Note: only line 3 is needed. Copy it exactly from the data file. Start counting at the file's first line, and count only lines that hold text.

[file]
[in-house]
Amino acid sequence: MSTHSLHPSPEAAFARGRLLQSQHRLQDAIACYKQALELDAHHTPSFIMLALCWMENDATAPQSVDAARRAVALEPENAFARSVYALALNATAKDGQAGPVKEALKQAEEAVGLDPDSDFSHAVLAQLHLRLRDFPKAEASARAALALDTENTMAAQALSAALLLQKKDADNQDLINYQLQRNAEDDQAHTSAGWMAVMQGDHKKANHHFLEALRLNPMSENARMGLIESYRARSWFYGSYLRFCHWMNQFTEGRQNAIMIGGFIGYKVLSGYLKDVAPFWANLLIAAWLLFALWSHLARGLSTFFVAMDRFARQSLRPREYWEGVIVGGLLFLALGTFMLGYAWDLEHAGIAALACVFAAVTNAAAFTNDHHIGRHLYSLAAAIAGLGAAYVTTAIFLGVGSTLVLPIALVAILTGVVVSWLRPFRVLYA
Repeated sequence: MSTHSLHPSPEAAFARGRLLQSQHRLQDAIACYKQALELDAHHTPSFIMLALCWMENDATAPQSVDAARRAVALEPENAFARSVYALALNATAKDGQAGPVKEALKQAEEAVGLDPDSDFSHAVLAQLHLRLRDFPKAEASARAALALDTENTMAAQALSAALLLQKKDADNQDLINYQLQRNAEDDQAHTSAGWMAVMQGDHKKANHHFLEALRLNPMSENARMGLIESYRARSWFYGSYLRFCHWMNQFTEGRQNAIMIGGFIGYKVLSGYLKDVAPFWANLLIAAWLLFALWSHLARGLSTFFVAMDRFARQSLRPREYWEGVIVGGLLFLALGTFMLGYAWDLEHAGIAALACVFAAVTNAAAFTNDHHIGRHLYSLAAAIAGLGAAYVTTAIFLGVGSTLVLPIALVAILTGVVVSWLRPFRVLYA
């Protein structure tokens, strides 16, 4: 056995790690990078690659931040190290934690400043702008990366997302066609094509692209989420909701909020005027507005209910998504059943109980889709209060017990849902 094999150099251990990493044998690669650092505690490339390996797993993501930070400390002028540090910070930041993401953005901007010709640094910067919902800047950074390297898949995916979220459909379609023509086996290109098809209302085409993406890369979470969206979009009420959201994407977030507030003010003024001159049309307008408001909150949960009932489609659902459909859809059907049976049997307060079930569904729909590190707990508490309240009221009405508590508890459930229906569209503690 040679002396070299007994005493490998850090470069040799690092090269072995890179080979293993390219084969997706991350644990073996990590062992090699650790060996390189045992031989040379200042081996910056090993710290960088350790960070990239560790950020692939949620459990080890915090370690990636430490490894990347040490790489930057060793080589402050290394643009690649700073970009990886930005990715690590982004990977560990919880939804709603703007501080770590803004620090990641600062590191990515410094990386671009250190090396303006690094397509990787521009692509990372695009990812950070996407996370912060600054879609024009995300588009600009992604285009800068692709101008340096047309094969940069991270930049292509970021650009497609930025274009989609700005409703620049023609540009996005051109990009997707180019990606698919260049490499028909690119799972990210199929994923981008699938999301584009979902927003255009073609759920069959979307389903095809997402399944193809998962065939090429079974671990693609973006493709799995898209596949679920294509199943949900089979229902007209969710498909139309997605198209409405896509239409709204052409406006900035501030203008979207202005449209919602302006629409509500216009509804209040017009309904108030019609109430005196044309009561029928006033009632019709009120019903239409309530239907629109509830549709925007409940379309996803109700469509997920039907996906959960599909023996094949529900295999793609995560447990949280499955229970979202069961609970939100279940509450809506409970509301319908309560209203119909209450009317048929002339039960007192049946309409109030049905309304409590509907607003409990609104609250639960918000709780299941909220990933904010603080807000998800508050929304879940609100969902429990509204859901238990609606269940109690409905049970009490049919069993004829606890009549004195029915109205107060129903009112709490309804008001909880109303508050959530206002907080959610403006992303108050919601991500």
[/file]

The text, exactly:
Repeated sequence: MSTHSLHPSPEAAFARGRLLQSQHRLQDAIACYKQALELDAHHTPSFIMLALCWMENDATAPQSVDAARRAVALEPENAFARSVYALALNATAKDGQAGPVKEALKQAEEAVGLDPDSDFSHAVLAQLHLRLRDFPKAEASARAALALDTENTMAAQALSAALLLQKKDADNQDLINYQLQRNAEDDQAHTSAGWMAVMQGDHKKANHHFLEALRLNPMSENARMGLIESYRARSWFYGSYLRFCHWMNQFTEGRQNAIMIGGFIGYKVLSGYLKDVAPFWANLLIAAWLLFALWSHLARGLSTFFVAMDRFARQSLRPREYWEGVIVGGLLFLALGTFMLGYAWDLEHAGIAALACVFAAVTNAAAFTNDHHIGRHLYSLAAAIAGLGAAYVTTAIFLGVGSTLVLPIALVAILTGVVVSWLRPFRVLYA